Category Archives: Uncategorized

Showing Up

I’m serious about this blogging challenge, but never seem to be able to find time to sit at my desk over the weekend. I come today, pursued by a train of anxieties and tasks leftover from the weekend. My brain is not engaged and it seems all I can do is show up. I think sometimes that has to count for something. Sometimes showing up is all one can do.

On the other hand, maybe it is important sometimes to sit one out, to NOT participate. That’s a very un-Bahá’í-like thought. What do I mean by it?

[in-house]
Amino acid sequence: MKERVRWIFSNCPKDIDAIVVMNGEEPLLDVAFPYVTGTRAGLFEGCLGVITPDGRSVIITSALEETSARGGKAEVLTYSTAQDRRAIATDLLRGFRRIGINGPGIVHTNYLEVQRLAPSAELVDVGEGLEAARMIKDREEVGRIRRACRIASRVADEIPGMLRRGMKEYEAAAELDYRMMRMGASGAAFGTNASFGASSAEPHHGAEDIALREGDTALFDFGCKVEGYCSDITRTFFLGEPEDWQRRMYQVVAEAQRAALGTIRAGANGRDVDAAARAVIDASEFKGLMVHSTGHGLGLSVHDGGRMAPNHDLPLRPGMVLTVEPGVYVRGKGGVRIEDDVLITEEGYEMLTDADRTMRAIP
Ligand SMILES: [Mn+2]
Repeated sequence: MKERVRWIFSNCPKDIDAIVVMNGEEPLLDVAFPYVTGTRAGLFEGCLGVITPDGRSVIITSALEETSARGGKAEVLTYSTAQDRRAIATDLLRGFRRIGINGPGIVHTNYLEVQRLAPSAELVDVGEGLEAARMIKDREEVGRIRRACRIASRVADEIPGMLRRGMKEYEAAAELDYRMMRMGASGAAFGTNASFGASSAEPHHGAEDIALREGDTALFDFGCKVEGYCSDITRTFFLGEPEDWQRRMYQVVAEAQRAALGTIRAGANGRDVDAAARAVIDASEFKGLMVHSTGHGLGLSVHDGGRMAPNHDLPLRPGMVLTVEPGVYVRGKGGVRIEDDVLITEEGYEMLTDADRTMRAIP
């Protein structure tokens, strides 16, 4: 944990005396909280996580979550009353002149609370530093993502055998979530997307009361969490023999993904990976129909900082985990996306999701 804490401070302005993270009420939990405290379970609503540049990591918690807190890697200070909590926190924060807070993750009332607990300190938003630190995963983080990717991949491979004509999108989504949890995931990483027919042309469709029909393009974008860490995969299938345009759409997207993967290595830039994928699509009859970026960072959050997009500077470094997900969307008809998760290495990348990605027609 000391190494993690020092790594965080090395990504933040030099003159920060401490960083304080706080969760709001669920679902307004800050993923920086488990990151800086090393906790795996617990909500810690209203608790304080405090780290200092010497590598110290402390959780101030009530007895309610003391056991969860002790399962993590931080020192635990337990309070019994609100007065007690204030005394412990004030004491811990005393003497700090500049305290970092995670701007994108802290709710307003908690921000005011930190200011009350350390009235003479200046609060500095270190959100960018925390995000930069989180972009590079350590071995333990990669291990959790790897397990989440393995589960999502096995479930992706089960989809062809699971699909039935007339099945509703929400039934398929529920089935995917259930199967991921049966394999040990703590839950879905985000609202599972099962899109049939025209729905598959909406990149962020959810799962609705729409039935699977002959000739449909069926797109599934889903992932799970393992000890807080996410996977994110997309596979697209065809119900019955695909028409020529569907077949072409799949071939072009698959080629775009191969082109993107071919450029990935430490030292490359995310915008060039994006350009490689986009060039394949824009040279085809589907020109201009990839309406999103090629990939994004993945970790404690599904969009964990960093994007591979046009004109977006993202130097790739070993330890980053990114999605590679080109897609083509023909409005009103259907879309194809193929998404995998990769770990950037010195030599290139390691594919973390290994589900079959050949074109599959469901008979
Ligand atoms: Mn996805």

I am thinking today about Bahá’u’lláh’s words regarding self-knowledge:

The first Ṭaráz and the first effulgence which hath dawned from the horizon of the Mother Book is that man should know his own self and recognize that which leadeth unto loftiness or lowliness, glory or abasement, wealth or poverty.

I have always thought of “what leads to loftiness or lowliness” in terms of making virtuous choices, knowing our limits. For example, alcoholism runs in both sides of my family–I am grateful for the Bahá’í  law forbidding consumption of alcohol especially because I know it has protected me from a grim alternate fate. Alcohol would very likely have lead me to lowliness.